1. Make sure to choose an apartment to suit the size of your group. Having your own space is important so decide on how many bedrooms you will need. Privacy is important. If you want to get away from everyone to have a nap, relax or simply read a book, you will want your own space. Sharing a room could save you extra money but it won’t save your sanity. When you choose an apartment, you have the option of privacy.
2. Clean up after yourself. You may be a slob at home, but when you’re traveling with a group of people, keep it clean. Don’t leave a mess in the bathroom. There is a toilet brush there for a reason. And in the kitchen be courteous and put your dishes away when you’re done eating. Most HouseTrip apartments have dishwashers so you won’t have to work too hard after cooking a meal anyway.
3. Split the cost. It can be a fun day to go to the local market to buy groceries for the week ahead. Everyone can pitch in and buy their favourites for breakfast, lunch and dinner. You don’t have to eat in every night, but making the choice to eat in at your apartment a couple of times during your trip will save you tons of cash.
When you do cook your meals, have everyone pitch in. It shouldn’t just be one person slaving behind the stove. Designate someone to chop, set the table, cook and clean up. Bring some local beer and wine home with you and you’ll have fun in the process.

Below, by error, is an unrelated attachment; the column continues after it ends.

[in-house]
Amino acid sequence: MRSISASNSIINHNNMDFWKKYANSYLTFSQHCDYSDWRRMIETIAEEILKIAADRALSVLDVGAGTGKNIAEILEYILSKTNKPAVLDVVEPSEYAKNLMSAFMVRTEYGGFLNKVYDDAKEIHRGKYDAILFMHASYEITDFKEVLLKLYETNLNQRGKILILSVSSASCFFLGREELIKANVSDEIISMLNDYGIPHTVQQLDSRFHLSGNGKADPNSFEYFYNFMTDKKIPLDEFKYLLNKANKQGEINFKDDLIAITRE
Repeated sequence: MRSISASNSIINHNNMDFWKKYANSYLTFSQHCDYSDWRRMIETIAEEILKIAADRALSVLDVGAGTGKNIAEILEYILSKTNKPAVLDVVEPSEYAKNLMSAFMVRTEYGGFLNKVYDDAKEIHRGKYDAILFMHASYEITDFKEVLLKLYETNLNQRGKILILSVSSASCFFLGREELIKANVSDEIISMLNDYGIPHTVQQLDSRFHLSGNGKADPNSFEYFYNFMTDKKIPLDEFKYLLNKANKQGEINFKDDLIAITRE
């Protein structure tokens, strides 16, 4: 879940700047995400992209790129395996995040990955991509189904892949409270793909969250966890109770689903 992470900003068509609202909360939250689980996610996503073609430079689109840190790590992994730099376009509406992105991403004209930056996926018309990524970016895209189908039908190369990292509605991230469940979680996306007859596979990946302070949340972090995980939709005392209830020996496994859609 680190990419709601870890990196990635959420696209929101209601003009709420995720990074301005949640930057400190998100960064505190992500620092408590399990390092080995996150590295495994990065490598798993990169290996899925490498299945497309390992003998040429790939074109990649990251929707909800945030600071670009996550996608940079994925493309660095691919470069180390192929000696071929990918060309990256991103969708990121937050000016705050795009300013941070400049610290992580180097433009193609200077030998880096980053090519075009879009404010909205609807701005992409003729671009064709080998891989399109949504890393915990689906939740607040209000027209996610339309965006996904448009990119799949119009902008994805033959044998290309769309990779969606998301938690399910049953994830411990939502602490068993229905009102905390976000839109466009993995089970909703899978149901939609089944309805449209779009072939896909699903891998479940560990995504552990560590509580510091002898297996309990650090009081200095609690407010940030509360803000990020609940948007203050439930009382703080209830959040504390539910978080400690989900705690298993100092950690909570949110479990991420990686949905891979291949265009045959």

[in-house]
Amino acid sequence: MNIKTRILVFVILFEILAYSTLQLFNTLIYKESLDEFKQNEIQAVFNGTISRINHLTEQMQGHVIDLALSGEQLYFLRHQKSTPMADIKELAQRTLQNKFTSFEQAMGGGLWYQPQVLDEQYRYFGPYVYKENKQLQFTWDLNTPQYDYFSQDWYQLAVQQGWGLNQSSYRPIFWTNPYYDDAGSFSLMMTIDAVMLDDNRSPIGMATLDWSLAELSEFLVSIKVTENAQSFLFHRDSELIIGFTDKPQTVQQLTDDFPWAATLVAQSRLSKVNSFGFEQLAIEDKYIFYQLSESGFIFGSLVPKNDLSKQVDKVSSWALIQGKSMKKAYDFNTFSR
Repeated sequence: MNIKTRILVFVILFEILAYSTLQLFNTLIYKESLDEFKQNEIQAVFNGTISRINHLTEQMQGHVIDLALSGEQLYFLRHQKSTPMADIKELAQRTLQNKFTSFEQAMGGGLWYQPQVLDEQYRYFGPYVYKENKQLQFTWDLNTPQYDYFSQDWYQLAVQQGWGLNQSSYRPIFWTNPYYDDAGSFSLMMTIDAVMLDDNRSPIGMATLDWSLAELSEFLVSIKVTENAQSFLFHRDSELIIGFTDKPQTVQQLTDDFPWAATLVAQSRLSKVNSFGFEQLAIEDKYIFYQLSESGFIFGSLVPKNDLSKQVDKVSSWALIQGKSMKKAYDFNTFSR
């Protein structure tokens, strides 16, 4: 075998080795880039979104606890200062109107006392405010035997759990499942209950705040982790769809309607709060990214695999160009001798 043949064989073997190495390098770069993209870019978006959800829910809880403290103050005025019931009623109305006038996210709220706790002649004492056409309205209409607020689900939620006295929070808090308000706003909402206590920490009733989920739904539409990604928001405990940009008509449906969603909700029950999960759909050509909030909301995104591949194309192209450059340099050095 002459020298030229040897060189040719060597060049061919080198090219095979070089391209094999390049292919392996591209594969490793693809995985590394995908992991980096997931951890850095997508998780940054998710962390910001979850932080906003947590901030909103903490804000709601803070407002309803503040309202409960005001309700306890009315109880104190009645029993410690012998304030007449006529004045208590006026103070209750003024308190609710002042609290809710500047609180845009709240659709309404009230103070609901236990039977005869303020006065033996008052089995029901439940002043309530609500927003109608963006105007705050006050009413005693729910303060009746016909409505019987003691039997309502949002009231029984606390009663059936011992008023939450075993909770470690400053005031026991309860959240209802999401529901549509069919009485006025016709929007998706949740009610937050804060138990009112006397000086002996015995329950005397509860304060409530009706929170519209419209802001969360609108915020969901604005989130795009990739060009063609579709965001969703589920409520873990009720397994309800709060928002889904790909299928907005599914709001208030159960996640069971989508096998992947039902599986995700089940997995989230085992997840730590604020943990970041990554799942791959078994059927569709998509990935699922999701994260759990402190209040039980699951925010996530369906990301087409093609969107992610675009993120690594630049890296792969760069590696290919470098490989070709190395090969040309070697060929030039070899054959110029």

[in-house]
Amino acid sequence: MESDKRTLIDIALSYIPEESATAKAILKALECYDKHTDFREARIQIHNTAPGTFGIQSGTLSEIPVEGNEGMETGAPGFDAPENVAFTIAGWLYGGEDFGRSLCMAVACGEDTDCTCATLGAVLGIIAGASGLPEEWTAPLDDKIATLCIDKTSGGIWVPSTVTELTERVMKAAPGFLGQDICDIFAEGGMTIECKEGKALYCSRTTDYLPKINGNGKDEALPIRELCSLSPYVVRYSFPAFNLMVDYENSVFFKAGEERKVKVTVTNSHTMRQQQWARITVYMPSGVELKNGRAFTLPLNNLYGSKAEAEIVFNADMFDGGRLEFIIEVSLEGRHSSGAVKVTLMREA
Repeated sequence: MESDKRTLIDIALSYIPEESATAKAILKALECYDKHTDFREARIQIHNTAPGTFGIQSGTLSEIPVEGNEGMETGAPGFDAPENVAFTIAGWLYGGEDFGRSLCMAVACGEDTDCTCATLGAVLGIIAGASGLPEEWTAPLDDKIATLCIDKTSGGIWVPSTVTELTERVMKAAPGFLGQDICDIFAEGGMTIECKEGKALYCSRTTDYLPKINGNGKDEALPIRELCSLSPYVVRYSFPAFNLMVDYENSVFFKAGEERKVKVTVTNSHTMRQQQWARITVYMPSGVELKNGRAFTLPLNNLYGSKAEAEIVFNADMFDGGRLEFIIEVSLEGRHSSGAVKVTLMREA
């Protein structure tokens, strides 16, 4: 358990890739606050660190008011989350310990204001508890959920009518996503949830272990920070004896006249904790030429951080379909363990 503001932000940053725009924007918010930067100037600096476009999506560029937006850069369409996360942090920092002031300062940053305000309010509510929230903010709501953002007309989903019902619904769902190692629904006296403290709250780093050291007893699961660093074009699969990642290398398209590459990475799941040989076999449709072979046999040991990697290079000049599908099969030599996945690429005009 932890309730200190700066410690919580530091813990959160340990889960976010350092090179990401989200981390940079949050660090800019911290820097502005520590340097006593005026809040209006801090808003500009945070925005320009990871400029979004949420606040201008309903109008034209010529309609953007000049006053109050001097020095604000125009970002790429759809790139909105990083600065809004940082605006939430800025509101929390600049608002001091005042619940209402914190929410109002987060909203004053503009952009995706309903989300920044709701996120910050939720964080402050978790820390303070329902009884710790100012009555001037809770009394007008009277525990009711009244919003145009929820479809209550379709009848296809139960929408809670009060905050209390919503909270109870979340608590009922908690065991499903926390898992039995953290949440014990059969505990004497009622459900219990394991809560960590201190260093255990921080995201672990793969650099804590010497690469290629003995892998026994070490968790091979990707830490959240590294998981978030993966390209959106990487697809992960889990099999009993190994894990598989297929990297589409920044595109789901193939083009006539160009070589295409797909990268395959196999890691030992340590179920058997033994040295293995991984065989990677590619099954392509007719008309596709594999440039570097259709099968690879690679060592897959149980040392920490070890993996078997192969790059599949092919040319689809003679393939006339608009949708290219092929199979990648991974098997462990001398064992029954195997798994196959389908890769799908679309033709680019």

4. Budget. Make sure you are traveling with someone on a similar budget. Do you want luxury or are you seeking a more budget friendly option? HouseTrip has apartments for all budgets, so discuss how much you want to spend on accommodation, sightseeing and food from the start. If you are constantly worrying about money or constantly the one picking up the tab, that will put a lot of tension into the vacation and the friendship. Discuss the budget before you book your trip. That way you can choose your apartment appropriately and not have to worry about what the other person is thinking.